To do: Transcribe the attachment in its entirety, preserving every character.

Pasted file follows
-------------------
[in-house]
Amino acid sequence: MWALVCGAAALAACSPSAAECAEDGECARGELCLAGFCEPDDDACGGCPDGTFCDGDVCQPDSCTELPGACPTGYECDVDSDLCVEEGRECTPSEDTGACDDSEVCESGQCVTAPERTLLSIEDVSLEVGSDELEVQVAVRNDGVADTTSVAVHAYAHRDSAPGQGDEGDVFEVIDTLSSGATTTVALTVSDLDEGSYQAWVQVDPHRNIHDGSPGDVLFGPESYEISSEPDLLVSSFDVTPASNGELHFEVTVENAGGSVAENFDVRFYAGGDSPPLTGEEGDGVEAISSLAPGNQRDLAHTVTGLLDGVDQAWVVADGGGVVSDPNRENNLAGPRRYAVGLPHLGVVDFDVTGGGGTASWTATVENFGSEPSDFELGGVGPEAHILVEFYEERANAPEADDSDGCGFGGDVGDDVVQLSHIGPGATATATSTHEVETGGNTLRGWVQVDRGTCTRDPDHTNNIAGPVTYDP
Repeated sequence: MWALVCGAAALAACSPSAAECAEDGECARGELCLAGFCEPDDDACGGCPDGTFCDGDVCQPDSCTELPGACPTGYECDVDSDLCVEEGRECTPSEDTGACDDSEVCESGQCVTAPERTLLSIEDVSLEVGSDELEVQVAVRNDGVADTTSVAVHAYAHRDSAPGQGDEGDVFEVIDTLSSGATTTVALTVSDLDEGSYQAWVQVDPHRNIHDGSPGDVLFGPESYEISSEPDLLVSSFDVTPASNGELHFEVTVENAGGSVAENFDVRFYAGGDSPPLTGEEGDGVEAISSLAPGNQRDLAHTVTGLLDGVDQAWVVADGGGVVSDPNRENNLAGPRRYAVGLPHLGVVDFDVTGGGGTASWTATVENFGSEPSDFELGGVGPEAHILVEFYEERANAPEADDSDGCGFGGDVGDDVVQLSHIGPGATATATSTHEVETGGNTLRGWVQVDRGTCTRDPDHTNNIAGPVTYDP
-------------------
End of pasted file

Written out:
[in-house]
Amino acid sequence: MWALVCGAAALAACSPSAAECAEDGECARGELCLAGFCEPDDDACGGCPDGTFCDGDVCQPDSCTELPGACPTGYECDVDSDLCVEEGRECTPSEDTGACDDSEVCESGQCVTAPERTLLSIEDVSLEVGSDELEVQVAVRNDGVADTTSVAVHAYAHRDSAPGQGDEGDVFEVIDTLSSGATTTVALTVSDLDEGSYQAWVQVDPHRNIHDGSPGDVLFGPESYEISSEPDLLVSSFDVTPASNGELHFEVTVENAGGSVAENFDVRFYAGGDSPPLTGEEGDGVEAISSLAPGNQRDLAHTVTGLLDGVDQAWVVADGGGVVSDPNRENNLAGPRRYAVGLPHLGVVDFDVTGGGGTASWTATVENFGSEPSDFELGGVGPEAHILVEFYEERANAPEADDSDGCGFGGDVGDDVVQLSHIGPGATATATSTHEVETGGNTLRGWVQVDRGTCTRDPDHTNNIAGPVTYDP
Repeated sequence: MWALVCGAAALAACSPSAAECAEDGECARGELCLAGFCEPDDDACGGCPDGTFCDGDVCQPDSCTELPGACPTGYECDVDSDLCVEEGRECTPSEDTGACDDSEVCESGQCVTAPERTLLSIEDVSLEVGSDELEVQVAVRNDGVADTTSVAVHAYAHRDSAPGQGDEGDVFEVIDTLSSGATTTVALTVSDLDEGSYQAWVQVDPHRNIHDGSPGDVLFGPESYEISSEPDLLVSSFDVTPASNGELHFEVTVENAGGSVAENFDVRFYAGGDSPPLTGEEGDGVEAISSLAPGNQRDLAHTVTGLLDGVDQAWVVADGGGVVSDPNRENNLAGPRRYAVGLPHLGVVDFDVTGGGGTASWTATVENFGSEPSDFELGGVGPEAHILVEFYEERANAPEADDSDGCGFGGDVGDDVVQLSHIGPGATATATSTHEVETGGNTLRGWVQVDRGTCTRDPDHTNNIAGPVTYDP